Sunday, January 13, 2008


And They All Swiped Happily Ever After

A year ago I wrote in Slate about Google Book Search's potential to ferret out plagiarists. Although I focused on long-dead cases, the search engine has now caught a live one.

From yesterday's Times:

Allegations this week that Cassie Edwards, a popular romance novelist with more than 100 books to her name, inserted large chunks of unattributed material into her work blossomed into a controversy that led Signet Books, one of her publishers, to announce on Friday that it was examining all of her work that it has published. The controversy began when, a blog devoted to romance novels, posted excerpts from Ms. Edwards’s novels this week alongside passages from other sources to show the similarities, which the site’s authors said they had discovered by plugging some of Ms. Edwards’s writing into Google.
So will this damage her?

Well, let's put it this way: it depends. And namely, what it depends on are Bookscan figures. Last year, after my Slate piece ran, I heard from a prof in Texas who despaired that noted authors could plagiarize and get away with it, and posited that this was indicative of a broader societal malaise regarding intellectual property. I wrote her back and agreed with her... but only about the noted authors getting away with it part:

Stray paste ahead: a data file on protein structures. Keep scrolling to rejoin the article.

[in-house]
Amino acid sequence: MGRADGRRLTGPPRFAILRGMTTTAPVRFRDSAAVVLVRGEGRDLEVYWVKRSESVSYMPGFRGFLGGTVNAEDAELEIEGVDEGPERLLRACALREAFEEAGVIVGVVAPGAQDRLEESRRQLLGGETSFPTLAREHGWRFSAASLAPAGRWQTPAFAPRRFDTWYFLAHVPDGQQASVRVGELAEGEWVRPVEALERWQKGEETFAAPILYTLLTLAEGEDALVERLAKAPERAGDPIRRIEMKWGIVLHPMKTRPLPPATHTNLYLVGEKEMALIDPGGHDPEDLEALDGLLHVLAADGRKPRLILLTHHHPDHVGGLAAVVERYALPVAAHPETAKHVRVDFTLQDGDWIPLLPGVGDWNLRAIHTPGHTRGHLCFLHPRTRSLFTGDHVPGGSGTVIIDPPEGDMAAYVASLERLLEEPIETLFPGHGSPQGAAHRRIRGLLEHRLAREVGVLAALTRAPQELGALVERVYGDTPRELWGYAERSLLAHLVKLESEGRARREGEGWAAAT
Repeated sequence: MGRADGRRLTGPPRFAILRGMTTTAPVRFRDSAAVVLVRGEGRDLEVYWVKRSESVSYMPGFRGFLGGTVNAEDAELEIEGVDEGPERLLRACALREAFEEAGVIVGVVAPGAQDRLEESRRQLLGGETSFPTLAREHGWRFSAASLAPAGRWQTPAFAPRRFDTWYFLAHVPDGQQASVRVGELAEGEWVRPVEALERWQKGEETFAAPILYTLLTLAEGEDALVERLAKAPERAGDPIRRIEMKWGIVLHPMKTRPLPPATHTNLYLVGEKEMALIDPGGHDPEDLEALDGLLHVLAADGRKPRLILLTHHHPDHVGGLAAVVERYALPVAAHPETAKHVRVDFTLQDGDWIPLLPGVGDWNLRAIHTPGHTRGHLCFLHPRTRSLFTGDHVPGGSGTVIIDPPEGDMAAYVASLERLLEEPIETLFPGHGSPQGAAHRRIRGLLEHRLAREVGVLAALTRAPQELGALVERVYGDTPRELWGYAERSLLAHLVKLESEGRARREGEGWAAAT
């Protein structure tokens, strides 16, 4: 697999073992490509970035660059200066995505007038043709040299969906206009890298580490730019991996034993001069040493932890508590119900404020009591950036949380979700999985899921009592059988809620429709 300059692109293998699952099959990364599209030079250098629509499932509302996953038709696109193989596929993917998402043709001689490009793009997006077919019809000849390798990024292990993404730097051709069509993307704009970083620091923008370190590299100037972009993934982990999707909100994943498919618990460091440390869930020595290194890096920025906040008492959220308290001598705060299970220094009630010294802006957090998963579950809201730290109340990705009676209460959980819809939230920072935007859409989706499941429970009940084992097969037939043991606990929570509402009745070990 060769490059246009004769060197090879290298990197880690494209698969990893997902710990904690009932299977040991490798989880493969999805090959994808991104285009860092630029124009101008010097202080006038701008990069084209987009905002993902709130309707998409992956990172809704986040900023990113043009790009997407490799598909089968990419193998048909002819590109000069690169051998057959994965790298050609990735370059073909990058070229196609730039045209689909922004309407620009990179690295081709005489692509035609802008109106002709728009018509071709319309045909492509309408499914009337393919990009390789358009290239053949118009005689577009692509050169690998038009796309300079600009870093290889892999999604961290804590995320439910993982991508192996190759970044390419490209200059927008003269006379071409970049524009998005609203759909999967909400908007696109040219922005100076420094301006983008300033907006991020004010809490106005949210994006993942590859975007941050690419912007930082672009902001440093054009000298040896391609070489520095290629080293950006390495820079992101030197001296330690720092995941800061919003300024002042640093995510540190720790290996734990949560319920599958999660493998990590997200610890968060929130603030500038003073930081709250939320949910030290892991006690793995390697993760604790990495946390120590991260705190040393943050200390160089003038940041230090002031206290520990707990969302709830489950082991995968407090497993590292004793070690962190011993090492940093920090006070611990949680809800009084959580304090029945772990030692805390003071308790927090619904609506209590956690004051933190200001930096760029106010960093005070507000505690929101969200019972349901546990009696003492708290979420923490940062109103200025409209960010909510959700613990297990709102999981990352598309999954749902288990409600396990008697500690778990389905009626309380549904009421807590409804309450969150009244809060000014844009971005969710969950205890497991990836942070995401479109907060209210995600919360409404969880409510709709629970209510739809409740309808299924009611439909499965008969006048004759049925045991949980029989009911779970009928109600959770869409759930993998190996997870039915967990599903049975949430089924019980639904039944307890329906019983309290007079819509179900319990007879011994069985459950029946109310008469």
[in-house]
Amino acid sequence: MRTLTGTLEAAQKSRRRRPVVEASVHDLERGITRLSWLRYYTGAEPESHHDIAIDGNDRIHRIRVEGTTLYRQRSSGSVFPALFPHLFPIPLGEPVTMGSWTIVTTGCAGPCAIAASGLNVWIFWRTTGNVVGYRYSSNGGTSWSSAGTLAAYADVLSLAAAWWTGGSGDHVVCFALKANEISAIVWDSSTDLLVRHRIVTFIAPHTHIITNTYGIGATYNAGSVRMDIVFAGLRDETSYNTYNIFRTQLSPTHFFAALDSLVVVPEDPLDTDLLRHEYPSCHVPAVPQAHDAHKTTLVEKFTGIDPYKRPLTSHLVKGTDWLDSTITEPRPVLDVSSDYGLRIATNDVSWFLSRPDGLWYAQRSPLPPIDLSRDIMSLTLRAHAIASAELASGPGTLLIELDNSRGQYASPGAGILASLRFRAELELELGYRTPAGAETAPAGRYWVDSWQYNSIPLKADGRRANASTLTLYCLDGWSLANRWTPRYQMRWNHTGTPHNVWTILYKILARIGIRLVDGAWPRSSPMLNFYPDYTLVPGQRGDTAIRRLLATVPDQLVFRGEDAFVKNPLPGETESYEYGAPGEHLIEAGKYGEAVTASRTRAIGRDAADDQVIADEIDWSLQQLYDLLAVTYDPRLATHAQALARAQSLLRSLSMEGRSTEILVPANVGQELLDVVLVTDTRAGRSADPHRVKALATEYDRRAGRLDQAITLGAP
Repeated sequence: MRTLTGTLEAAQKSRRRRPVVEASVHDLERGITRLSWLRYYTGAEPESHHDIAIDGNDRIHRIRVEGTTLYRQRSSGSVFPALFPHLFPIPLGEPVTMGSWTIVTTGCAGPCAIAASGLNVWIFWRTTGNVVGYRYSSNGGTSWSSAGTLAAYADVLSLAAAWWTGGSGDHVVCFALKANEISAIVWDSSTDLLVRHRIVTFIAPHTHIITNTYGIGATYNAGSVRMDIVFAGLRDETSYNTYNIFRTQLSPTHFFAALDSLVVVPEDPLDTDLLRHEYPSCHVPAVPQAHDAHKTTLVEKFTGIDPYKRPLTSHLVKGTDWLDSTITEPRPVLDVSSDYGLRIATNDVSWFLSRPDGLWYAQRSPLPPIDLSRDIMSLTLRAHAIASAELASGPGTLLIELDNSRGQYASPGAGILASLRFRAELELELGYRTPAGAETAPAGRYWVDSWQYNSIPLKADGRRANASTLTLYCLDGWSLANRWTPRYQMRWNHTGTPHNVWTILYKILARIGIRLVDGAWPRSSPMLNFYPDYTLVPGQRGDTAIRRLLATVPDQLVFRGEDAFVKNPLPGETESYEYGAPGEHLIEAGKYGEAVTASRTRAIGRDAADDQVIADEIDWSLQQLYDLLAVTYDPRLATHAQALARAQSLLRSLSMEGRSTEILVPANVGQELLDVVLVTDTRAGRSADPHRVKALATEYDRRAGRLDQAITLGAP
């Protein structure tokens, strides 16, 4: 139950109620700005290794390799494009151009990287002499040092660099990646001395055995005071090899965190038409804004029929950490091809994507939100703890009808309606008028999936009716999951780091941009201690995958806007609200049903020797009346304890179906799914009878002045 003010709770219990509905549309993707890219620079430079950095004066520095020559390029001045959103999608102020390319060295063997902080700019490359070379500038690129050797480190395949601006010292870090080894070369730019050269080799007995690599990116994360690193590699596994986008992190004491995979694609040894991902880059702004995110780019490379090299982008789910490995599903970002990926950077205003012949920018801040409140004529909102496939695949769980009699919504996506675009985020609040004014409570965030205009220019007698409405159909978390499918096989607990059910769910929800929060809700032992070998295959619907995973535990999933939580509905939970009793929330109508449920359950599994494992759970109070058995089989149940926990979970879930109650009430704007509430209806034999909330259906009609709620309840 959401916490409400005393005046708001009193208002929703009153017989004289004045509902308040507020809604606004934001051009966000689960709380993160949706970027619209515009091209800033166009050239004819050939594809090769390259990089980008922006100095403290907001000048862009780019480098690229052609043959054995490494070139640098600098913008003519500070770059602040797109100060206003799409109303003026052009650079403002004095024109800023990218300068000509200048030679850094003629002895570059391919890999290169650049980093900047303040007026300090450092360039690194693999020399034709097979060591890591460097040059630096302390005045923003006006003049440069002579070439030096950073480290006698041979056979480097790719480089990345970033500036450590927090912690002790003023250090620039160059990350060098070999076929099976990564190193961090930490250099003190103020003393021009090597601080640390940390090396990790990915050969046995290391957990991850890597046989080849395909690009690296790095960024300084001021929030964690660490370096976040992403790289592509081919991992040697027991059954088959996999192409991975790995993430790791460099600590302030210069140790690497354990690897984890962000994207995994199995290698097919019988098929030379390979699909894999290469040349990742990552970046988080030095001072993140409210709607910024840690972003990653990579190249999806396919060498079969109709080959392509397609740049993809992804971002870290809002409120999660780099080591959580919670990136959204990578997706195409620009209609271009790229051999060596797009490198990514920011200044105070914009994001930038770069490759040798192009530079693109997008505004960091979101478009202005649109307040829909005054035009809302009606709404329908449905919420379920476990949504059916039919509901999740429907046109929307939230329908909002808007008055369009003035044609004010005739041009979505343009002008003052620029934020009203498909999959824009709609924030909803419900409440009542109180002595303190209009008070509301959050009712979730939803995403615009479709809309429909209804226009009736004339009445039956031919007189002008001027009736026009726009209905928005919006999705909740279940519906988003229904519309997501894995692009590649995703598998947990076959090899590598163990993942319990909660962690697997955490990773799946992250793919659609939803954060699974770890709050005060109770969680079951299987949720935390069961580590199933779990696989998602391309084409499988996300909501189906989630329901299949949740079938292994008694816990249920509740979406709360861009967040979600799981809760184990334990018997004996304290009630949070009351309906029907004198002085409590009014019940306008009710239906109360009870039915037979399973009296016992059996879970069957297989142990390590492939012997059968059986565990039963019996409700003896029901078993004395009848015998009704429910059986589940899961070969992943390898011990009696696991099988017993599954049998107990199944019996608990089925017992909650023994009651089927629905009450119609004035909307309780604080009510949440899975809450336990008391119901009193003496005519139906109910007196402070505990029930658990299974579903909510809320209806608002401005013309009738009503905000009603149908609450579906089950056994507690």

I think the key in what you've said below is the phrase "noted authors." There is a different law for the rich than the poor in publishing, as in so many other places, and as long as Ambrose or Goodwin write bestsellers, plagiarism charges will not be fatal to them. But for writers who are not bestsellers (ie almost everyone), a charge of plagiarism is deeply damaging. And the taboo, again, is in part an economic one. It's worth a publisher's while to hire interns to vet Goodwin and Ambrose mss for plagiarism; but if you're a publisher of a book with a print run of a couple thousand copies, it's unwise to risk your reputation and possibly your finances on a known plagiarist.

As long as Ms. Edwards sells well, I'm sure some kind-hearted publisher will take an expansive view of intellectual property.

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